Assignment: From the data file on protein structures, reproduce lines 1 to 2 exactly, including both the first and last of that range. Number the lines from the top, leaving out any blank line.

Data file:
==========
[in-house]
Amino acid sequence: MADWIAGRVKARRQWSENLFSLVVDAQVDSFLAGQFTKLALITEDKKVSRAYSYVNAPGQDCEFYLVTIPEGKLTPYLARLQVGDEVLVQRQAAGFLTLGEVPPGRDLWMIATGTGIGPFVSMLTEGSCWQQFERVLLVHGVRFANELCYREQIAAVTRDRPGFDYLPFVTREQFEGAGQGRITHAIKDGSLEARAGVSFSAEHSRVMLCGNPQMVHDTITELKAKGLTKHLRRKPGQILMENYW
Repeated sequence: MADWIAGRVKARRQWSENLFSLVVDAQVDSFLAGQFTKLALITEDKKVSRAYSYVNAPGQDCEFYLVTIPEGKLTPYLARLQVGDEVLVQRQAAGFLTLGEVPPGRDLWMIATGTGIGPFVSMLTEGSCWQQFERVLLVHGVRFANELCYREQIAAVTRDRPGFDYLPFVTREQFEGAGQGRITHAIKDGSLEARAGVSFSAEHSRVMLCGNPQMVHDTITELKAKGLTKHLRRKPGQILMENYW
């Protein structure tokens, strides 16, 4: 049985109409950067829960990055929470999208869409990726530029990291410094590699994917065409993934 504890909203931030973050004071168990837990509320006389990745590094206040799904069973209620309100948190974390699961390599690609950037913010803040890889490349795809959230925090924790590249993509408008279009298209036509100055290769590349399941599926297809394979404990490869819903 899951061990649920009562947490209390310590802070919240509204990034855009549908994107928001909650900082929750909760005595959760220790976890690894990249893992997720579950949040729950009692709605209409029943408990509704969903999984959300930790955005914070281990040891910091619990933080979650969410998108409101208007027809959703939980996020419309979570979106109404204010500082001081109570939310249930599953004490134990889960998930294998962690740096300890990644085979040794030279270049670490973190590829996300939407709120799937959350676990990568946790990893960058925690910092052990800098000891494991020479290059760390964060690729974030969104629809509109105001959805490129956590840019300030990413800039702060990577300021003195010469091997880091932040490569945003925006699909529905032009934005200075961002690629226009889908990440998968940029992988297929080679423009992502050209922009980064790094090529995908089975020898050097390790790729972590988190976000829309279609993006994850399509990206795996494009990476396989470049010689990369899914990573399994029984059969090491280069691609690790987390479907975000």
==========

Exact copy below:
[in-house]
Amino acid sequence: MADWIAGRVKARRQWSENLFSLVVDAQVDSFLAGQFTKLALITEDKKVSRAYSYVNAPGQDCEFYLVTIPEGKLTPYLARLQVGDEVLVQRQAAGFLTLGEVPPGRDLWMIATGTGIGPFVSMLTEGSCWQQFERVLLVHGVRFANELCYREQIAAVTRDRPGFDYLPFVTREQFEGAGQGRITHAIKDGSLEARAGVSFSAEHSRVMLCGNPQMVHDTITELKAKGLTKHLRRKPGQILMENYW